Health-care information systems adoption – a review of management practices

Emil Lucian Crisan (Babeș-Bolyai University, Cluj-Napoca, Romania and Iuliu Hațieganu University of Medicine and Pharmacy, Cluj-Napoca, Romania)
Alin Mihaila (Babeș-Bolyai University, Cluj-Napoca, Romania and Iuliu Hațieganu University of Medicine and Pharmacy, Cluj-Napoca, Romania)

Vilakshan - XIMB Journal of Management

ISSN: 0973-1954

Article publication date: 9 July 2021

Issue publication date: 2 February 2023




The purpose of this paper is to provide practitioners and researchers a more condensed and structured perspective on the adoption of information management systems by the health-care industry, given the spread and the increased amount of research concerning the topic.


This paper is a literature review. A Technology (What?) – Context and before adoption Analysis (When and Why?) – Implementation (How?) – Outcomes (What for?) framework is used to present the trends concerning information technology adoption in an accessible manner.


The main finding is that small or large health-care organizations should no longer focus on information systems’ adoption but should adopt a digital transformation paradigm. By considering this paradigm, management practices related to information technologies’ adoption projects should be complemented by practices related to the continuous organizational changes and readaptation of the organizational strategy, to benefit the advantages information systems can offer.

Practical implications

The main recommendation for health-care industry managers is to adopt specific practices to manage the digital transformation process of their organizations, as they should understand that it is no longer about adopting information technologies, but about managing the associated organizational change.


Instead of focusing on specific information systems’ adoption as other papers do, this paper provides a holistic understanding of the information technologies and management practices which are used in the field.



Crisan, E.L. and Mihaila, A. (2023), "Health-care information systems adoption – a review of management practices", Vilakshan - XIMB Journal of Management, Vol. 20 No. 1, pp. 130-139.



Emerald Publishing Limited

Copyright © 2021, Emil Lucian Crisan and Alin Mihaila.


Published in Vilakshan – XIMB Journal of Management. Published by Emerald Publishing Limited. This article is published under the Creative Commons Attribution (CC BY 4.0) licence. Anyone may reproduce, distribute, translate and create derivative works of this article (for both commercial and non-commercial purposes), subject to full attribution to the original publication and authors. The full terms of this licence maybe seen at

1. Introduction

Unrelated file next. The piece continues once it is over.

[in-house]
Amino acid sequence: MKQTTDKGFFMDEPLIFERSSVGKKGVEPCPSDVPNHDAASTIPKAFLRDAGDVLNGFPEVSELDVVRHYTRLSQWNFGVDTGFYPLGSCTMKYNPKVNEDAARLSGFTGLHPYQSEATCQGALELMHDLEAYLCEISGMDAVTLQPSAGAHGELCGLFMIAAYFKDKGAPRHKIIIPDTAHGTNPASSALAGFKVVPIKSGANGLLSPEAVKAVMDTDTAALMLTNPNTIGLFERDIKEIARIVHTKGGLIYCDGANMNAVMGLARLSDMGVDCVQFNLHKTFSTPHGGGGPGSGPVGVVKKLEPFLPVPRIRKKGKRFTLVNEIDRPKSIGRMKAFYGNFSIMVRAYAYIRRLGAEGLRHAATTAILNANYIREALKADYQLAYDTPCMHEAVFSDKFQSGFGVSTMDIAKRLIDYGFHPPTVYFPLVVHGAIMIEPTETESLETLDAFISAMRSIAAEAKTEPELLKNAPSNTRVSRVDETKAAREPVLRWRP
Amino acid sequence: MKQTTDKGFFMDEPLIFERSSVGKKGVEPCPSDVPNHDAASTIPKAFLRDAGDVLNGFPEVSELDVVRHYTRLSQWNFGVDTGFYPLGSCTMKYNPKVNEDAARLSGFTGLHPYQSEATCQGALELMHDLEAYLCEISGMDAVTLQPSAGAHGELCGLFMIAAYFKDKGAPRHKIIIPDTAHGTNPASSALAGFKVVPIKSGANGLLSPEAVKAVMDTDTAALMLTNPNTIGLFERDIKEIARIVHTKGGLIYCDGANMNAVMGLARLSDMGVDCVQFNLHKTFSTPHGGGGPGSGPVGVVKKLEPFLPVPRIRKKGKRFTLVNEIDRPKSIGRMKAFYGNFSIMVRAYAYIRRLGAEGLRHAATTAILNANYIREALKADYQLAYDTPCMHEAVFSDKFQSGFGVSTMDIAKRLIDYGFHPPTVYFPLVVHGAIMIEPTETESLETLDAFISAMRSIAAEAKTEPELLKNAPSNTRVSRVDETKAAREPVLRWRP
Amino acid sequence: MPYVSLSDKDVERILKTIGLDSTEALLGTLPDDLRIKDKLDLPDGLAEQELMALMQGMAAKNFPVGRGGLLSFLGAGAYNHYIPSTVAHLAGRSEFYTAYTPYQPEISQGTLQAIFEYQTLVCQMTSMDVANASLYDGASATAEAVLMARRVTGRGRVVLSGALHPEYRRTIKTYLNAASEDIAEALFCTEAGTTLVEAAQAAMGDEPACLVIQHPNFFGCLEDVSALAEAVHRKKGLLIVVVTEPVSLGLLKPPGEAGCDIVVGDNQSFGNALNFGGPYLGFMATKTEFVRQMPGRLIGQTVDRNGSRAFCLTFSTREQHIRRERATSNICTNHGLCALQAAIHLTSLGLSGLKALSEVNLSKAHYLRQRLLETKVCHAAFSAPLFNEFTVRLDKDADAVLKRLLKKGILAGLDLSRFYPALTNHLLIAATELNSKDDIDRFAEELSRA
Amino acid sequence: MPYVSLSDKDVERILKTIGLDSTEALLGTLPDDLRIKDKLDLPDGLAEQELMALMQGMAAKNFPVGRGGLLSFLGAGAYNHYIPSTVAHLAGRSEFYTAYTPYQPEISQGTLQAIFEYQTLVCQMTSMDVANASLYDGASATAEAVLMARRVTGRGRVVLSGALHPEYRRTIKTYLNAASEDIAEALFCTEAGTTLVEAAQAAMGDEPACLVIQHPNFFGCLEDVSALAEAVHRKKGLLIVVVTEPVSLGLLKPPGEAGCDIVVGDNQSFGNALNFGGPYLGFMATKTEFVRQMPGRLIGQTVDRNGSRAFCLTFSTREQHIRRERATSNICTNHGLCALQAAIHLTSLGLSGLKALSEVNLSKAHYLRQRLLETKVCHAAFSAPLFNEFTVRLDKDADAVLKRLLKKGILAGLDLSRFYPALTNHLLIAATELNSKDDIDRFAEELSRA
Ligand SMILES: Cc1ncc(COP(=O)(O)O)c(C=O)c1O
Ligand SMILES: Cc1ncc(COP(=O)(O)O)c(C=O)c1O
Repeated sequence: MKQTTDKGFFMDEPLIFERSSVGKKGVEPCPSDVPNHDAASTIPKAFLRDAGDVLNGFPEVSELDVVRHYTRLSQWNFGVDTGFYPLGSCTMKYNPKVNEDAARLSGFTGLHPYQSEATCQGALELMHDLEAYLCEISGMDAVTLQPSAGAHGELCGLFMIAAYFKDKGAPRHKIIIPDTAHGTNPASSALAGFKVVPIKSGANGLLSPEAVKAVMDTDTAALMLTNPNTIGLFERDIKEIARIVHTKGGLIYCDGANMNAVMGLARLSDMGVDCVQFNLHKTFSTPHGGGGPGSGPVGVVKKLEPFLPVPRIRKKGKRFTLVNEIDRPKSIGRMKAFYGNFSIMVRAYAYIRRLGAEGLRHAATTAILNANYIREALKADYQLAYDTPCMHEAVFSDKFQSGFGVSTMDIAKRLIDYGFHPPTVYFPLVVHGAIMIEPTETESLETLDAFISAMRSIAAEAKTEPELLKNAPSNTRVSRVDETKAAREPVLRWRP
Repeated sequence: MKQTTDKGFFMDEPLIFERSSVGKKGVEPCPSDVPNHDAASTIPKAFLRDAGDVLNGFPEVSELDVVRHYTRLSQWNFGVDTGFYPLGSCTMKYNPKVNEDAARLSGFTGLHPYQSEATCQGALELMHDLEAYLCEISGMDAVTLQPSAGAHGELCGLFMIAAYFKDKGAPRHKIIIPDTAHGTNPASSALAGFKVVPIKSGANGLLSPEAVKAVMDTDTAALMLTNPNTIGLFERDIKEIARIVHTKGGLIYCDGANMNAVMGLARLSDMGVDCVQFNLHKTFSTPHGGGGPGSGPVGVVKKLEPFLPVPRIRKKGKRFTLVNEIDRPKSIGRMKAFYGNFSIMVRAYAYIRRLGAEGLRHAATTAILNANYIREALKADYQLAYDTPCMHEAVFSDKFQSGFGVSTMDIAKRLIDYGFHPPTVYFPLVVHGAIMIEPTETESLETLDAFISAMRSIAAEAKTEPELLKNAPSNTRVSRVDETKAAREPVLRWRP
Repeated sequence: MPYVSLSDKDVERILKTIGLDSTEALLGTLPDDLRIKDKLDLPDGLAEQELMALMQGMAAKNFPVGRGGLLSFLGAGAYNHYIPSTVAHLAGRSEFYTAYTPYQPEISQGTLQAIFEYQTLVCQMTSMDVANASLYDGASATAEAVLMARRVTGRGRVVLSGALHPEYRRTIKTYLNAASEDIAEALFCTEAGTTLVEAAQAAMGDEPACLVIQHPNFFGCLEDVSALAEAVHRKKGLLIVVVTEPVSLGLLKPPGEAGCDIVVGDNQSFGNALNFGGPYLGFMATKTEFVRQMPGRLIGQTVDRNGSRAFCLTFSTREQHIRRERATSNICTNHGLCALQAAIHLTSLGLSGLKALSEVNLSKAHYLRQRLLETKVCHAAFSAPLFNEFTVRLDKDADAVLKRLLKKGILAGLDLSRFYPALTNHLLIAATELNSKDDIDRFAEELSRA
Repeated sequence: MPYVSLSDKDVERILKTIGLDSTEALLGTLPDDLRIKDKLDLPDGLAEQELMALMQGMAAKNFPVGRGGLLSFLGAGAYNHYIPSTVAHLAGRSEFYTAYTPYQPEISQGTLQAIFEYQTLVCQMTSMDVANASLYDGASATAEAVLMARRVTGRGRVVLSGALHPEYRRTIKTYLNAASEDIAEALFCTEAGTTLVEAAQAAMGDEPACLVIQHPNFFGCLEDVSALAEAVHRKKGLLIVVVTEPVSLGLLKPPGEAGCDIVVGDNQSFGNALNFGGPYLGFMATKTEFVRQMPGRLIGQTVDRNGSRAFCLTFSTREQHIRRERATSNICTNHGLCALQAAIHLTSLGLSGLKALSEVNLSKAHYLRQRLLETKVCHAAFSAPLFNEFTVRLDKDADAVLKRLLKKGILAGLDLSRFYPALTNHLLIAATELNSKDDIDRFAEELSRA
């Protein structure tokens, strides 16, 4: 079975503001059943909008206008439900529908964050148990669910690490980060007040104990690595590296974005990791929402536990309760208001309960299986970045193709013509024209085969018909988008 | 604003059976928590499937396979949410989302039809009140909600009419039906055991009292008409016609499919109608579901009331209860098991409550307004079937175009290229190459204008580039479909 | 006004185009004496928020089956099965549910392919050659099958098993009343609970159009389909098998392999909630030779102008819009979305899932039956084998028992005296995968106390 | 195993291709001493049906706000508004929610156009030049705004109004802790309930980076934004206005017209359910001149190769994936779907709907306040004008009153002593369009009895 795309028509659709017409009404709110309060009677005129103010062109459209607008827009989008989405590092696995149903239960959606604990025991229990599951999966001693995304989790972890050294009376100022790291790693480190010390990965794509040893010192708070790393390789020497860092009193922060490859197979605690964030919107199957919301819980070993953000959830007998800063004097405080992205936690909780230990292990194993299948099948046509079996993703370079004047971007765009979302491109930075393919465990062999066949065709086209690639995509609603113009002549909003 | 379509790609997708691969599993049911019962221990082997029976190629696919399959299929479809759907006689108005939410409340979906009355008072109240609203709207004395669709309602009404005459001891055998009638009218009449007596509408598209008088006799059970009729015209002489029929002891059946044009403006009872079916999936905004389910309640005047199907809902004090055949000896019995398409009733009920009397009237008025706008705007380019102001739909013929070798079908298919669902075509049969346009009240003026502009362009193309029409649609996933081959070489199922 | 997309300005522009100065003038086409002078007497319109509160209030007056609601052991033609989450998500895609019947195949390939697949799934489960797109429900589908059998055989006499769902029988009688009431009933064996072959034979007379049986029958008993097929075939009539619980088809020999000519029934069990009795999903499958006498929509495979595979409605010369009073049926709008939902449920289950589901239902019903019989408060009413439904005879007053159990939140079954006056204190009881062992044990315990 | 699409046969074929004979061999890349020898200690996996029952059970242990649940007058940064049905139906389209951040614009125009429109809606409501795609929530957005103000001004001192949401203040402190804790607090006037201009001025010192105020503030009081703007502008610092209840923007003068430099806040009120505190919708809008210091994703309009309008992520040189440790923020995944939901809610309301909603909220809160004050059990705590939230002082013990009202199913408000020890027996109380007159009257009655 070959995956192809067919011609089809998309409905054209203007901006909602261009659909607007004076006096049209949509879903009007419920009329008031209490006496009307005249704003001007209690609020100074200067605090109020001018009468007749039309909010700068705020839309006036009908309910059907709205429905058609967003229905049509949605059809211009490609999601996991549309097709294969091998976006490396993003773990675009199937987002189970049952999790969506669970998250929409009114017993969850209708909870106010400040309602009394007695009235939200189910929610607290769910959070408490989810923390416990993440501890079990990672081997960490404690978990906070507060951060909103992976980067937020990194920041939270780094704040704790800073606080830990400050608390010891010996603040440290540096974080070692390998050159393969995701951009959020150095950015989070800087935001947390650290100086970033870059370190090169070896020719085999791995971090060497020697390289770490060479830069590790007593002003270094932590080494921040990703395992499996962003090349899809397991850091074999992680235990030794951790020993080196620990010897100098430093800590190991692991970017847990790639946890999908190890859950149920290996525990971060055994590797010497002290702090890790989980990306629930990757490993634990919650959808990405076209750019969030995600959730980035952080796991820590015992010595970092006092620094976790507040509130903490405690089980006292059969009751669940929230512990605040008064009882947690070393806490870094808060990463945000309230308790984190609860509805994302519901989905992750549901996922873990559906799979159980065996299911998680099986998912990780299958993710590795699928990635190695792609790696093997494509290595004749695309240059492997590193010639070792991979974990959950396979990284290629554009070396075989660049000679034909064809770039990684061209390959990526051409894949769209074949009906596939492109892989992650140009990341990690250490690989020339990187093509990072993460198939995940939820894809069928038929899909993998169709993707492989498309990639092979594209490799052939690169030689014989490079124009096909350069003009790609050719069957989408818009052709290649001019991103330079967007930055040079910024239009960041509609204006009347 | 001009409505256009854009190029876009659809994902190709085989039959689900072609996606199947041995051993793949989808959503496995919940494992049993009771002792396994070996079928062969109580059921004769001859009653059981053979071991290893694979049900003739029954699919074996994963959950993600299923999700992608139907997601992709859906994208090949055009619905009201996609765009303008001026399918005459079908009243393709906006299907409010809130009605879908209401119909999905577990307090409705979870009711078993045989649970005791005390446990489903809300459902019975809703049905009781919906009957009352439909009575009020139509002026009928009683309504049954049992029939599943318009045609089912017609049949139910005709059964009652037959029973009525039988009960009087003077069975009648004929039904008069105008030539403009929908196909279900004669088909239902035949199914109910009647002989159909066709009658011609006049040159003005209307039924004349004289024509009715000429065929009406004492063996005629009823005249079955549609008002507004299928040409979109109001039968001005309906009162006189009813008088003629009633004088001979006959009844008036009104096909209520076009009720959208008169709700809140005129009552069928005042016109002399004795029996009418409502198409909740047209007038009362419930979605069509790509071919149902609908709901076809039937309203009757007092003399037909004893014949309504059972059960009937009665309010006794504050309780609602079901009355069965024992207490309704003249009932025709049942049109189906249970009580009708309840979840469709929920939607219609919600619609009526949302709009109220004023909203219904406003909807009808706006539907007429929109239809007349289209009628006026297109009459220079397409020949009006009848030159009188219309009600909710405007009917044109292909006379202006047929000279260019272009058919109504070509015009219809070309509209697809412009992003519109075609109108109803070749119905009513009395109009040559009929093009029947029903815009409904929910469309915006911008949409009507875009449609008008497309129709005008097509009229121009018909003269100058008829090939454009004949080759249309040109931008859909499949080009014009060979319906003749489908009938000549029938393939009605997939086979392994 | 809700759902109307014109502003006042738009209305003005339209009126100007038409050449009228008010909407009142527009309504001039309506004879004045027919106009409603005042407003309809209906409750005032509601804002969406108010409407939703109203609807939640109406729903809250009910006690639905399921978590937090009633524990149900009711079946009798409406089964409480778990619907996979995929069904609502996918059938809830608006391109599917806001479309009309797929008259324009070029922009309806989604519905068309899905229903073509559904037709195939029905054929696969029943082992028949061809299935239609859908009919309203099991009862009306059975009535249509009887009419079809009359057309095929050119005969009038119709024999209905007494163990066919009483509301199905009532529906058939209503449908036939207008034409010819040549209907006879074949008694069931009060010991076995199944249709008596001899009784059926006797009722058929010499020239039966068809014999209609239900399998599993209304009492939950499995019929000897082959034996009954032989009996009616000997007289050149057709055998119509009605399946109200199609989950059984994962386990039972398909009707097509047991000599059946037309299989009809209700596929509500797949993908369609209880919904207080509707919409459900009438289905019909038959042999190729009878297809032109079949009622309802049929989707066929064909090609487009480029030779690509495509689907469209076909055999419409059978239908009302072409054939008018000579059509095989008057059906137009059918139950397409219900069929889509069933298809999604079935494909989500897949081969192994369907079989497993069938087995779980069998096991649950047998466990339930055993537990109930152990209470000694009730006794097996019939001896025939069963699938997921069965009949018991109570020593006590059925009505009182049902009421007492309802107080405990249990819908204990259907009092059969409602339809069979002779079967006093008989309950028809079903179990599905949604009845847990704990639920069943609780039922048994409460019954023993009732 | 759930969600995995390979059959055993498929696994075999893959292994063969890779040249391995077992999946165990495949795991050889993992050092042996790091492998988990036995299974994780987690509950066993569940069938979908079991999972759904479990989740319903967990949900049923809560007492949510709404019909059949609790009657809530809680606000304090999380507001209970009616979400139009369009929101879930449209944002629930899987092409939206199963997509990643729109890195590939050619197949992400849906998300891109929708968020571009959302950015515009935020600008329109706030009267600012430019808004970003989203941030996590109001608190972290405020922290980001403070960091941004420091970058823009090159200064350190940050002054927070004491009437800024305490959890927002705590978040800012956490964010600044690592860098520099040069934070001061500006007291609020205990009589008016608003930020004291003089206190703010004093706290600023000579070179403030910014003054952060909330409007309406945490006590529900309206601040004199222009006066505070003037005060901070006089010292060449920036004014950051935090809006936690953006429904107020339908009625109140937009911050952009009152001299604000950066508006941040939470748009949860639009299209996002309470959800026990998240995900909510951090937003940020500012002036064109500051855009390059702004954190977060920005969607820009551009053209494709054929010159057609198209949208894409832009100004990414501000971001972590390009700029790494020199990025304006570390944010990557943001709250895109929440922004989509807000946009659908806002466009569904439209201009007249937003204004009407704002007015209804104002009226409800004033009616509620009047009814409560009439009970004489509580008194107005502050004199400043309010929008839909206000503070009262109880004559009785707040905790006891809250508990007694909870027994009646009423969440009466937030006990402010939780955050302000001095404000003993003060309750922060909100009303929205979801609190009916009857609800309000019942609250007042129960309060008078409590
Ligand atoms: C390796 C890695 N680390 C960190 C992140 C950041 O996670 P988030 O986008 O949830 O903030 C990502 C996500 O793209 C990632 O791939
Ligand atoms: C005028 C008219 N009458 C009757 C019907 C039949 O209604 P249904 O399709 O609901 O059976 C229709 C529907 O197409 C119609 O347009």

We live in a new well-connected world, dominated by the internet. Health care is recognized as an industry with a low acceptance of information technology. Only few information technology (IT) systems, such as Electronic Health Records (EHRs), have been widely accepted by the US industry (Hopper, 2015). The rate of implementation of integrated health-care IT systems, similar to business Enterprise Resource Planning software, is low, and the basic solutions provided by Microsoft (e.g. Microsoft Word) and Google (Google Drive) dominate the market. This poor acceptance has been associated with different causes such as the different revenue streams within the industry (public, individuals, companies), the multiple employees categories and the lack of their proper training, the complex outsourced infrastructure for different and not interconnected organizational processes, the high costs for computerization, and the organizational culture as a whole (Hopper, 2015). This low acceptance of integrated solutions diminishes continuous improvement capabilities, since most used techniques as lean management, Six Sigma, and Lean Six Sigma are implemented based on data availability (Henrique and Godinho Filho, 2020).

The research concerning health-care information technology has been focused in time with analyzing the impact of technology adoption, more papers providing evidence on the positive impact it has towards medical outcomes (Kruse and Beane, 2018), but the outcomes concerning costs are contradictory (Chaudhry et al., 2006). In this context, being a manager who must take IT solutions’ adoption or replacement decisions is not an easy job. This article is an analysis of different literature reviews concerning how managers should adopt information technology in health care, the results being a structured and condensed perspective, using a Technology (What?) - Context and before adoption Analysis (When and Why?) – Implementation (How?) – Outcomes (What for?) framework. This framework is similar to the frameworks used for design propositions in general (Denyer et al., 2008) and it can be used as a reference by practitioners during IT systems’ adoption. The construction of this framework is required by both practice and research since most papers cover narrow topics concerning IT adoption and fail to cover the needs of clinicians, health-care administrators, and health-care policy makers (Jones et al., 2014).

The paper is structured as followed: Section 2 details the used methodology, Section 3 contains the results by the use of the already specified framework, while Section 4 presents the discussion and conclusions.